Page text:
Cobmoosa's and Jackson's Early Years
Time traveling is necessary so that you can see the importance of both men. This story does hop around. I found it difficult to write, but through the eyes of both men you get a sense of what was happening in Michigan and the challenges and difficulties each faced. Does this series contain any lost treasures associated with Cobmoosa? It does.
Cobmoosa taught Wabasis, his foster son how to bury treasure in rawhide pokes and iron kettles, but you won't find that information unless you continue reading this blog. I want you to treasure hunt and learn about Michigan history. I buried Cobmoosa's lost treasure somewhere in the storyline. Yes, Cobmoosa was quite wealthy in his own right and earned the respect of all he met. He stayed Indian almost his entire life.
Our story begins today when Cobmoosa was 53 years old (1821). Cobmoosa had met the Rev. Isaac McCoy and Rev. Leonard Slater on the banks of Grand River near the rapids. He helped both build their missions and he quickly found favor in the eyes of Rev. McCoy and Rev. Slater. They struck up a friendship that lasted for many years. They came to know Cobmoosa as the "Great Grand Walker."
These missionaries in black clothing and white collars were carrying Sterling Silver crosses that hung from a necklace. They looked authentic, but lacked the jewels they'd seen on Jesuit missionaries that had visited the area around 1765. These missionaries were the spies among the Indian tribes and they reported their findings annually to Presidents James Monroe, John Quincy Adams and Andrew Jackson.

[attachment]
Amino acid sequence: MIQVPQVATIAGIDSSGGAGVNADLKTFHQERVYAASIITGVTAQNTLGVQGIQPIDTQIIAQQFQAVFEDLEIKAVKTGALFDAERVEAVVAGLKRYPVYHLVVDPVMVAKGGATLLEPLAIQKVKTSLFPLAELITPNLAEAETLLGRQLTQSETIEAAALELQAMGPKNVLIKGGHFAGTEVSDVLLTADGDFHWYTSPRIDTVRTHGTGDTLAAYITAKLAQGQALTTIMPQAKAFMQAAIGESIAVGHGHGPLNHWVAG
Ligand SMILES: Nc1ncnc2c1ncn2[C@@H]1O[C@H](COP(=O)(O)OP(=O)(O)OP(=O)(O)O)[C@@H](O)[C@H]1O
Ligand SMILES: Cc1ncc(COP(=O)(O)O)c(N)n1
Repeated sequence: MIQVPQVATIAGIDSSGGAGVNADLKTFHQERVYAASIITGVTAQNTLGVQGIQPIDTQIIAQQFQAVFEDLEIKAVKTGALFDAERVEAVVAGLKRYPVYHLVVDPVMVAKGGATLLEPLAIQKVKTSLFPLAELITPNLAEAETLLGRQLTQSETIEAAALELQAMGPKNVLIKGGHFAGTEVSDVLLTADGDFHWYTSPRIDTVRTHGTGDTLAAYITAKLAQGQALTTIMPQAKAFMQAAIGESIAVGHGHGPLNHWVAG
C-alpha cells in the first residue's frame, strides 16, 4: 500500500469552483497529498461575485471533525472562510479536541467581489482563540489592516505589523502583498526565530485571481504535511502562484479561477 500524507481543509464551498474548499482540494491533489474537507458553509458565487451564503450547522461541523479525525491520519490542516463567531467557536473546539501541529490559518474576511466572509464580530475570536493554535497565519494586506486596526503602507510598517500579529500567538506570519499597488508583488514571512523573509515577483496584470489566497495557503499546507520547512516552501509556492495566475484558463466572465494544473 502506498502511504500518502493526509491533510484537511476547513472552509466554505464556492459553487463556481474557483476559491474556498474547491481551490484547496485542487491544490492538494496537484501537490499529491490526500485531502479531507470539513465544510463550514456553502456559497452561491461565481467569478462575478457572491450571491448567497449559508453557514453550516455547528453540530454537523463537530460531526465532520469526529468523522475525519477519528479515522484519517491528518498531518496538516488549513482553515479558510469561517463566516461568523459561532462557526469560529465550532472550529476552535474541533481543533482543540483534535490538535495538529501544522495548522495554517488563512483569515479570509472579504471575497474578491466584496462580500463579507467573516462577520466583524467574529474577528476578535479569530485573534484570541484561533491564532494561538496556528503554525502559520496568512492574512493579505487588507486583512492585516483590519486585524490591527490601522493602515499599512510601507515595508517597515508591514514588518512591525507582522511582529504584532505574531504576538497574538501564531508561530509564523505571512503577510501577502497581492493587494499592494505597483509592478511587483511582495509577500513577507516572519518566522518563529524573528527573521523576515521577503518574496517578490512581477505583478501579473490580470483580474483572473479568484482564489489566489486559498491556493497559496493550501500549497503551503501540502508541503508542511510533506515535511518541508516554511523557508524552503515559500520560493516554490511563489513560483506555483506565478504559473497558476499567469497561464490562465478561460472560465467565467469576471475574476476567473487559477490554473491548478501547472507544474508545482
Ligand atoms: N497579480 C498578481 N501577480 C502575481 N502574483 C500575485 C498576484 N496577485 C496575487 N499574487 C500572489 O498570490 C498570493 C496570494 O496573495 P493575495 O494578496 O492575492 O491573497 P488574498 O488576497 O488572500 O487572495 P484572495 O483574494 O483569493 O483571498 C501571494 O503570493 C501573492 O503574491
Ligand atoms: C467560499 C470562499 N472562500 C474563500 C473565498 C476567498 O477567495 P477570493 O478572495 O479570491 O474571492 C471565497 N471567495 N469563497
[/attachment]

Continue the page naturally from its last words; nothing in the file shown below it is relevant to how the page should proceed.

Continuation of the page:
They lived under savage living conditions, but kept the Presidents informed on who were the good (friendly) and bad (savage) Indians who were attempting to wage war with Washington. Missionaries kept records of the educated Indians that were most likely to help Washington keep the peace in the Grand River Valley and Cobmoosa was the most trusted. No threats of any kind were ever heard coming from his mouth, but the renegades gave them pause to wonder how long peace would last.
Jackson's presidency and the Treaty of 1836 were keys to northward settlement expansion north of the Grand River in Michigan. Jackson knew from his own farm experiences that if the Indians were converted to religion it might more advantageous to introduce them to agricultural pursuits. He envisioned that within 20 years annuity payments would cease leaving them destitute without means to support the tribes.
President Jackson wasn't fond of relocating Michigan Indians to reservations west of the Mississippi. He had seen the death and destruction caused by the forced march of Indians to Missouri. It now was his responsibility to serve all the people, which included Indians.
The purchase price for Indian territory under the Treaty of 1836 had to be fair, but President and Congress blundered an failed to address where and when the Indians had to leave the Grand River Valley. It took 150 years into the future before President Ronald Reagan and the Supreme Court to solve questions about who owned the natural resources of the state. The treaty didn't purchase the natural resources and hunting a fishing rights.
And so the Treaty of 1836 under Jackson and Congress wasn't fair to either side (Indian or American), but under Jackson it was the best deal available for the time period. Although President Jackson authorized payment for the Michigan territory north of the Grand River they made no plans to purchase its Natural Resources. Michigan's natural resources are under five different law enforcement agencies and those being federal, state, county, local and Tribal Indian Law.
Michigan's Indians retained ownership of the state's natural resources. Descendants of settlers managed it, too, and President Reagan spelled out the guidelines for cooperation amongst them. Great Lakes and territorial water are managed under Indian laws in certain areas, but there is conformity under state and Indian regulations. (continued)